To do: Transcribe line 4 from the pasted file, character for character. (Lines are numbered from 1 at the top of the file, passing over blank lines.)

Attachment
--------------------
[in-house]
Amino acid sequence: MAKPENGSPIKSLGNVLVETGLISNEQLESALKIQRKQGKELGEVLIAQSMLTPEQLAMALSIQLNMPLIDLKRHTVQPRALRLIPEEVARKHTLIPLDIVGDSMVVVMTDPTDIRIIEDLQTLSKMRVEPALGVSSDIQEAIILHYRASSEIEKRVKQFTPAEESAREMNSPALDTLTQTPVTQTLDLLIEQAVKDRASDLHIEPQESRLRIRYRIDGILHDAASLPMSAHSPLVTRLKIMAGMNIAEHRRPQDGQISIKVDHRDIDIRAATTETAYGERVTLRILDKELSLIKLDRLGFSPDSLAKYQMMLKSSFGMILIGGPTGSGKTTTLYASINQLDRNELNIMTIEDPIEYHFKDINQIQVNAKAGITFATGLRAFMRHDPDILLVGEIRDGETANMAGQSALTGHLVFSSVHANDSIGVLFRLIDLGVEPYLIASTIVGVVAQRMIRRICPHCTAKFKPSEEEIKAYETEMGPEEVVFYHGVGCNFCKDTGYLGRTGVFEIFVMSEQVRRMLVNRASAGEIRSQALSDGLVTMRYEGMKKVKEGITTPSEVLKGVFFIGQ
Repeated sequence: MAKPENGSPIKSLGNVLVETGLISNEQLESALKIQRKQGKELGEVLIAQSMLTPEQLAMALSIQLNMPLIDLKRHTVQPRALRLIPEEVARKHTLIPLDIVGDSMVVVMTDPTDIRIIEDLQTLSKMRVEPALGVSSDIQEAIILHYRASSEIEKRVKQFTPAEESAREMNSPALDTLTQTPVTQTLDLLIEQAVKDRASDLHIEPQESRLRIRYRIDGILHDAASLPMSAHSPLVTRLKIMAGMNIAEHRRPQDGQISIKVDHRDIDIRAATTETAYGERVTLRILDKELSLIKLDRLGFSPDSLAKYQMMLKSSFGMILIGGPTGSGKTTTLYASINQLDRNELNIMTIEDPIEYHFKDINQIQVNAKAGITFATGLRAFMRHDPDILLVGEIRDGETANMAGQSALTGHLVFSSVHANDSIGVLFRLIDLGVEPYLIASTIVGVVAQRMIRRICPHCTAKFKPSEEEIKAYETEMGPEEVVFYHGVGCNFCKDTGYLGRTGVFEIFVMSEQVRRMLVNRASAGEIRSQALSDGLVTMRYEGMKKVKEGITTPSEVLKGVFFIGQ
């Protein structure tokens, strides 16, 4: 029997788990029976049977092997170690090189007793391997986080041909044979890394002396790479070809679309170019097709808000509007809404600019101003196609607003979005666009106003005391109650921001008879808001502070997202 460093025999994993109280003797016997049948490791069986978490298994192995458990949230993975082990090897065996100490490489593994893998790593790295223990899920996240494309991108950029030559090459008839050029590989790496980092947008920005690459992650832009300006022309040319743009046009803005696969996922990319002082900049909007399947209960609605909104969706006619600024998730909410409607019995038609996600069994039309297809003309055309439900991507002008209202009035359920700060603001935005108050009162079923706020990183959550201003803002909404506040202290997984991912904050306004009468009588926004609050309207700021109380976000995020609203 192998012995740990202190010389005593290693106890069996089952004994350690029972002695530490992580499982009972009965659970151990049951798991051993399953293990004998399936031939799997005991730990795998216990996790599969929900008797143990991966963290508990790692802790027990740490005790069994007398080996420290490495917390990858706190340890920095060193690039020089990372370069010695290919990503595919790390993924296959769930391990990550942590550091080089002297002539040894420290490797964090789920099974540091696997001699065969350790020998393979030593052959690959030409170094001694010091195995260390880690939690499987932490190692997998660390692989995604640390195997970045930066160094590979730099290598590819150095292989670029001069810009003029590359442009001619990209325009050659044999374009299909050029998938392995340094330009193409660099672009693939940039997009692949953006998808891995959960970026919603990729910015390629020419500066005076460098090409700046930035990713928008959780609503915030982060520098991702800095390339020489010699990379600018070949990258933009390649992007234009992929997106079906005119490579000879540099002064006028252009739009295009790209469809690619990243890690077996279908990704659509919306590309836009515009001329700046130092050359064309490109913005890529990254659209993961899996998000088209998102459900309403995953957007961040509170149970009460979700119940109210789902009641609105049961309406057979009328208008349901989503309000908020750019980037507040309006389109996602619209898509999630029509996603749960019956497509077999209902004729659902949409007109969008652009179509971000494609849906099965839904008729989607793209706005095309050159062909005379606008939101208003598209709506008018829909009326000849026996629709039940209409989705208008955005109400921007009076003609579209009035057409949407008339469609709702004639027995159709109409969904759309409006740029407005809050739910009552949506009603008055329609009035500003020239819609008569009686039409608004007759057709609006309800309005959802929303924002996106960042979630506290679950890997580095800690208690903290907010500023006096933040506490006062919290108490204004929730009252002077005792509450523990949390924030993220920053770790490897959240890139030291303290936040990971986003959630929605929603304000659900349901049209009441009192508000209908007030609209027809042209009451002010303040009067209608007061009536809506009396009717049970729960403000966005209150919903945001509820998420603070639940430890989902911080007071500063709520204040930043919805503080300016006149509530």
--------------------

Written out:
């Protein structure tokens, strides 16, 4: 029997788990029976049977092997170690090189007793391997986080041909044979890394002396790479070809679309170019097709808000509007809404600019101003196609607003979005666009106003005391109650921001008879808001502070997202 460093025999994993109280003797016997049948490791069986978490298994192995458990949230993975082990090897065996100490490489593994893998790593790295223990899920996240494309991108950029030559090459008839050029590989790496980092947008920005690459992650832009300006022309040319743009046009803005696969996922990319002082900049909007399947209960609605909104969706006619600024998730909410409607019995038609996600069994039309297809003309055309439900991507002008209202009035359920700060603001935005108050009162079923706020990183959550201003803002909404506040202290997984991912904050306004009468009588926004609050309207700021109380976000995020609203 192998012995740990202190010389005593290693106890069996089952004994350690029972002695530490992580499982009972009965659970151990049951798991051993399953293990004998399936031939799997005991730990795998216990996790599969929900008797143990991966963290508990790692802790027990740490005790069994007398080996420290490495917390990858706190340890920095060193690039020089990372370069010695290919990503595919790390993924296959769930391990990550942590550091080089002297002539040894420290490797964090789920099974540091696997001699065969350790020998393979030593052959690959030409170094001694010091195995260390880690939690499987932490190692997998660390692989995604640390195997970045930066160094590979730099290598590819150095292989670029001069810009003029590359442009001619990209325009050659044999374009299909050029998938392995340094330009193409660099672009693939940039997009692949953006998808891995959960970026919603990729910015390629020419500066005076460098090409700046930035990713928008959780609503915030982060520098991702800095390339020489010699990379600018070949990258933009390649992007234009992929997106079906005119490579000879540099002064006028252009739009295009790209469809690619990243890690077996279908990704659509919306590309836009515009001329700046130092050359064309490109913005890529990254659209993961899996998000088209998102459900309403995953957007961040509170149970009460979700119940109210789902009641609105049961309406057979009328208008349901989503309000908020750019980037507040309006389109996602619209898509999630029509996603749960019956497509077999209902004729659902949409007109969008652009179509971000494609849906099965839904008729989607793209706005095309050159062909005379606008939101208003598209709506008018829909009326000849026996629709039940209409989705208008955005109400921007009076003609579209009035057409949407008339469609709702004639027995159709109409969904759309409006740029407005809050739910009552949506009603008055329609009035500003020239819609008569009686039409608004007759057709609006309800309005959802929303924002996106960042979630506290679950890997580095800690208690903290907010500023006096933040506490006062919290108490204004929730009252002077005792509450523990949390924030993220920053770790490897959240890139030291303290936040990971986003959630929605929603304000659900349901049209009441009192508000209908007030609209027809042209009451002010303040009067209608007061009536809506009396009717049970729960403000966005209150919903945001509820998420603070639940430890989902911080007071500063709520204040930043919805503080300016006149509530």